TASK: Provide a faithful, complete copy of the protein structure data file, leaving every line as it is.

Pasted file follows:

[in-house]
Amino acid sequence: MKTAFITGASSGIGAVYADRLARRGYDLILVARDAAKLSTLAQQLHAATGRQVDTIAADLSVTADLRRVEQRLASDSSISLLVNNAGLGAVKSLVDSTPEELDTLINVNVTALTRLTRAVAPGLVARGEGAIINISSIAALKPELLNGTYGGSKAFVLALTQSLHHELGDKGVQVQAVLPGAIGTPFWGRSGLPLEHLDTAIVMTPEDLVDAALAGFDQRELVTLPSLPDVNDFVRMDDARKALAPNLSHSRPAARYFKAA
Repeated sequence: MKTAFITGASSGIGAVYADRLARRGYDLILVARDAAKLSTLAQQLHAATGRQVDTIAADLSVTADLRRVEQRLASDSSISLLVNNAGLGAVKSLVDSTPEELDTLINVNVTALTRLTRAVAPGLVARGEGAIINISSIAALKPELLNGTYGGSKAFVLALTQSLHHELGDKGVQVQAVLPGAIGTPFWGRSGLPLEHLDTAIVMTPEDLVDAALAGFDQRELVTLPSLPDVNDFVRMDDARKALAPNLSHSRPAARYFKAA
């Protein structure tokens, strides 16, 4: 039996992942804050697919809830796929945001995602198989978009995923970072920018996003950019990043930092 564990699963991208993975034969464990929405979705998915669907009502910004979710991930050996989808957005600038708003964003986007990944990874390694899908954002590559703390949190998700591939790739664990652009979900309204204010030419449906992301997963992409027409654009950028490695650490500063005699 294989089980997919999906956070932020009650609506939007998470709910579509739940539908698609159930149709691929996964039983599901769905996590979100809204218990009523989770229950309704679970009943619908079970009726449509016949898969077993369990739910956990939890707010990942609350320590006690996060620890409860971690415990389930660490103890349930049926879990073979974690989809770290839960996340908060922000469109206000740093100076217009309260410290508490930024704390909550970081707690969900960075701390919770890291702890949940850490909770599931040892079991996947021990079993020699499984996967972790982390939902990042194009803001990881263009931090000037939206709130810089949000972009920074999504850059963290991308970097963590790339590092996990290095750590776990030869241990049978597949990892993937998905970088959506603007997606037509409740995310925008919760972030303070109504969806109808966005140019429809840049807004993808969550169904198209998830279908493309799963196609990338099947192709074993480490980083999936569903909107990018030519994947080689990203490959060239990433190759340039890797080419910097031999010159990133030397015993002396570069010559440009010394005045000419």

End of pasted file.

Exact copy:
[in-house]
Amino acid sequence: MKTAFITGASSGIGAVYADRLARRGYDLILVARDAAKLSTLAQQLHAATGRQVDTIAADLSVTADLRRVEQRLASDSSISLLVNNAGLGAVKSLVDSTPEELDTLINVNVTALTRLTRAVAPGLVARGEGAIINISSIAALKPELLNGTYGGSKAFVLALTQSLHHELGDKGVQVQAVLPGAIGTPFWGRSGLPLEHLDTAIVMTPEDLVDAALAGFDQRELVTLPSLPDVNDFVRMDDARKALAPNLSHSRPAARYFKAA
Repeated sequence: MKTAFITGASSGIGAVYADRLARRGYDLILVARDAAKLSTLAQQLHAATGRQVDTIAADLSVTADLRRVEQRLASDSSISLLVNNAGLGAVKSLVDSTPEELDTLINVNVTALTRLTRAVAPGLVARGEGAIINISSIAALKPELLNGTYGGSKAFVLALTQSLHHELGDKGVQVQAVLPGAIGTPFWGRSGLPLEHLDTAIVMTPEDLVDAALAGFDQRELVTLPSLPDVNDFVRMDDARKALAPNLSHSRPAARYFKAA
């Protein structure tokens, strides 16, 4: 039996992942804050697919809830796929945001995602198989978009995923970072920018996003950019990043930092 564990699963991208993975034969464990929405979705998915669907009502910004979710991930050996989808957005600038708003964003986007990944990874390694899908954002590559703390949190998700591939790739664990652009979900309204204010030419449906992301997963992409027409654009950028490695650490500063005699 294989089980997919999906956070932020009650609506939007998470709910579509739940539908698609159930149709691929996964039983599901769905996590979100809204218990009523989770229950309704679970009943619908079970009726449509016949898969077993369990739910956990939890707010990942609350320590006690996060620890409860971690415990389930660490103890349930049926879990073979974690989809770290839960996340908060922000469109206000740093100076217009309260410290508490930024704390909550970081707690969900960075701390919770890291702890949940850490909770599931040892079991996947021990079993020699499984996967972790982390939902990042194009803001990881263009931090000037939206709130810089949000972009920074999504850059963290991308970097963590790339590092996990290095750590776990030869241990049978597949990892993937998905970088959506603007997606037509409740995310925008919760972030303070109504969806109808966005140019429809840049807004993808969550169904198209998830279908493309799963196609990338099947192709074993480490980083999936569903909107990018030519994947080689990203490959060239990433190759340039890797080419910097031999010159990133030397015993002396570069010559440009010394005045000419």